Monrovia City Mayor, Jefferson Koijee, has made a passionate plea to the government of South Africa and the City of Tshwane for buses to help tackle Liberia’s transportation problem.
Major Koijee, who is attending this year’s African Capital Cities Sustainability Forum in South Africa also pleaded for a student exchange program between the University of Cape Town, Johannesburg and the University of Liberia.
He used the medium to commend the South African government for granting Liberia a visa waiver under the leadership of President George M. Weah, but appealed for goodwill to be extended to improving the education sector and addressing the deplorable transportation problem in Monrovia.
The Major of Monrovia said his City is faced with lot of vices, ranging from lacks of equipment to collect waste, human resource capacity, low security manpower to enforce the City ordinances, vulnerable to fire disaster and life-threatening diseases, finance and housing.
Koijee said Liberia like many African struggling economies, heavily depend on foreign Aid and pleaded with the Mayor of Tshwane and the government of South Africa to assist the City of Monrovia with Fire trucks and Ambulances to promptly address fire disasters and commute the sick to hospitals.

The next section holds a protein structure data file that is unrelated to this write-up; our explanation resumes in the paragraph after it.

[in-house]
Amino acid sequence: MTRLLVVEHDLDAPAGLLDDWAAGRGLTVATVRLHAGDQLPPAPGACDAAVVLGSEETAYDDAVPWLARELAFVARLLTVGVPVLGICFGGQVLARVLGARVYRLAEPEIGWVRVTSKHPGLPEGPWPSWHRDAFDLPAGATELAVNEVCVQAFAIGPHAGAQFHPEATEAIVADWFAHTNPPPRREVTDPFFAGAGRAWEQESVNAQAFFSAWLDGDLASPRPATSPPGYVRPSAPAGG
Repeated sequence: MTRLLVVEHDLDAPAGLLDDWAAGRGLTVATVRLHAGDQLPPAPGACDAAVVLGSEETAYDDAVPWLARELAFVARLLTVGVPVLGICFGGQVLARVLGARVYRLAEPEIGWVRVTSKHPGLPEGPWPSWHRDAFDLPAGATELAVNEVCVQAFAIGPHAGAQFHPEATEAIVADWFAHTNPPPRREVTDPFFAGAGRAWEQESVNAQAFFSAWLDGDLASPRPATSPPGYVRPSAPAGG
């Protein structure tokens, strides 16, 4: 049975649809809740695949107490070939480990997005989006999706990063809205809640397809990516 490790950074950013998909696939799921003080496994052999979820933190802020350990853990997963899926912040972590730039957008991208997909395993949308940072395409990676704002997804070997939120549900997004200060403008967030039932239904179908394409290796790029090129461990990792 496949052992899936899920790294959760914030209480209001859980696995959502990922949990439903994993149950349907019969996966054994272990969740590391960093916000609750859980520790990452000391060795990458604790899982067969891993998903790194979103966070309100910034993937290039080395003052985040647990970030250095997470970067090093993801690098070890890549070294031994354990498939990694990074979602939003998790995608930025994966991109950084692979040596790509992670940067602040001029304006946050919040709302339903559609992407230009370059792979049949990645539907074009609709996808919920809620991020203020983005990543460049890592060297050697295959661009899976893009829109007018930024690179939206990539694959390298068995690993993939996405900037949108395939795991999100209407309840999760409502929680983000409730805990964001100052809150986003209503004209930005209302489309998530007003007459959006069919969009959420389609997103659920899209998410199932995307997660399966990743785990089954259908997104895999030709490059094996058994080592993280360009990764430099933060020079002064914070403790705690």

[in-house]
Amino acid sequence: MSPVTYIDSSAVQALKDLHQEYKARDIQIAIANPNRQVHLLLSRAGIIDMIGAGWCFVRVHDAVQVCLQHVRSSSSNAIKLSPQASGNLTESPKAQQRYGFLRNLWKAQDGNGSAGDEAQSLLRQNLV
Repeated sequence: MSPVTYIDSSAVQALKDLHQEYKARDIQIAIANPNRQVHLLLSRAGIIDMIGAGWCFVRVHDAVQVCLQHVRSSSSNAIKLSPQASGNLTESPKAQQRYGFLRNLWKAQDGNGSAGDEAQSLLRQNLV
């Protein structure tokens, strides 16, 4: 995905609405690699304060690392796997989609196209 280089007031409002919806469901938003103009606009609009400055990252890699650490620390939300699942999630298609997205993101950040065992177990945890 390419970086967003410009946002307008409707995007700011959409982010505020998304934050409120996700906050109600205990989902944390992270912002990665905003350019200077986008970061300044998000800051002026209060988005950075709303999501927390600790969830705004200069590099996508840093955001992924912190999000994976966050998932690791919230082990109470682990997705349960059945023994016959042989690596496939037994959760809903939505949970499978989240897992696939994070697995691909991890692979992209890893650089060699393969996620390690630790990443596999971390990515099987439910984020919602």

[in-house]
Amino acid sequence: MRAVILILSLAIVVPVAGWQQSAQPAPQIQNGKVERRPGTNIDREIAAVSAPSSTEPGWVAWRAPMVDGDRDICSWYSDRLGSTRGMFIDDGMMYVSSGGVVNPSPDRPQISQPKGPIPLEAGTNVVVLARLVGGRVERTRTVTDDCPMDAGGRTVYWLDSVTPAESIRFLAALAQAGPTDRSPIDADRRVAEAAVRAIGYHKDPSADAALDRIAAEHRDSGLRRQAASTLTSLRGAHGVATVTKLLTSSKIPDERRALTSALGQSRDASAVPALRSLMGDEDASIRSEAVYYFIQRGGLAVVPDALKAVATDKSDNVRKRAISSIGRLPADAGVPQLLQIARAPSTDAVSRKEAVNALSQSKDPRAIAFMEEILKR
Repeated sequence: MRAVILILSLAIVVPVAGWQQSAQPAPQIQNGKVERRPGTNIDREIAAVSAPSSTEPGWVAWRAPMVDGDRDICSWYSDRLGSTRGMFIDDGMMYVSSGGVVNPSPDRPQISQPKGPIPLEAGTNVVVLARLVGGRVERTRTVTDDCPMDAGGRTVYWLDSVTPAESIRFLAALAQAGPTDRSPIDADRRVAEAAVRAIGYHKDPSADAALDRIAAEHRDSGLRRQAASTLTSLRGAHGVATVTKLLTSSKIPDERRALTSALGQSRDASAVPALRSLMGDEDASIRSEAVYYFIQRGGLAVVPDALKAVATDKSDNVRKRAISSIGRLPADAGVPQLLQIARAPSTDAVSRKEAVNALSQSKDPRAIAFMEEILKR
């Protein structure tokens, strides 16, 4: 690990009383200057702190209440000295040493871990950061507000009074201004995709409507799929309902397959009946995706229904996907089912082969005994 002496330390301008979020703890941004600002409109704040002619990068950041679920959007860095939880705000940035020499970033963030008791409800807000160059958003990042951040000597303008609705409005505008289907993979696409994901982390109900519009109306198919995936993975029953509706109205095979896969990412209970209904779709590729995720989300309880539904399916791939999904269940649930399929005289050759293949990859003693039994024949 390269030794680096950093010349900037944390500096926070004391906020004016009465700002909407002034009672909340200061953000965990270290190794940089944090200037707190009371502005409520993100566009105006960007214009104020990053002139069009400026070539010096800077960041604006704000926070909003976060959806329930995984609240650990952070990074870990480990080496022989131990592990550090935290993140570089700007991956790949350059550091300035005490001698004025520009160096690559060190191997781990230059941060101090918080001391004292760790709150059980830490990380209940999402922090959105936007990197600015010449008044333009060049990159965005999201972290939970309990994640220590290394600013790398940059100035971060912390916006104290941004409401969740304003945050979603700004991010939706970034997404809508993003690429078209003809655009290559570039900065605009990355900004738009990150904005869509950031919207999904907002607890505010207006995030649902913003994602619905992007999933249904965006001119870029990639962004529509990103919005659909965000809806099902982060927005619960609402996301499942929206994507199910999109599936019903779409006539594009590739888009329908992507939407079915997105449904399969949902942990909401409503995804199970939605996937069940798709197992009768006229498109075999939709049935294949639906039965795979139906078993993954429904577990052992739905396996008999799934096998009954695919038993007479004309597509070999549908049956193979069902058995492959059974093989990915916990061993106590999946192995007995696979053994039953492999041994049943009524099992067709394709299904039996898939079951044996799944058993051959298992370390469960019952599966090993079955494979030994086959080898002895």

He averred that World Bank, which provides US$10.5 Million, is the current major donor to the City of Monrovia, with a counterpart funding of US$7 million from the Government of Liberia. Mayor Koijee underscored the need for government to privatize solid waste management in order to alleviating the burden from the City Government.
African Capital Cities Sustainability Forum is a powerful, growing community of Mayor of capital cities across the continent. This year’s forum, hosted in the South African City of Tshwane from June 5-7, brought together 35 capital cities of the 54-nation on the continent.
This year’s Forum places focus on series of challenges faced by cities in Africa, ranging from water and sanitation, climate change, Energy and Transport, Financing and Bank ability, Waste Management and address the need for cities to drive the developmental agenda of their countries.
By Alfred Kollie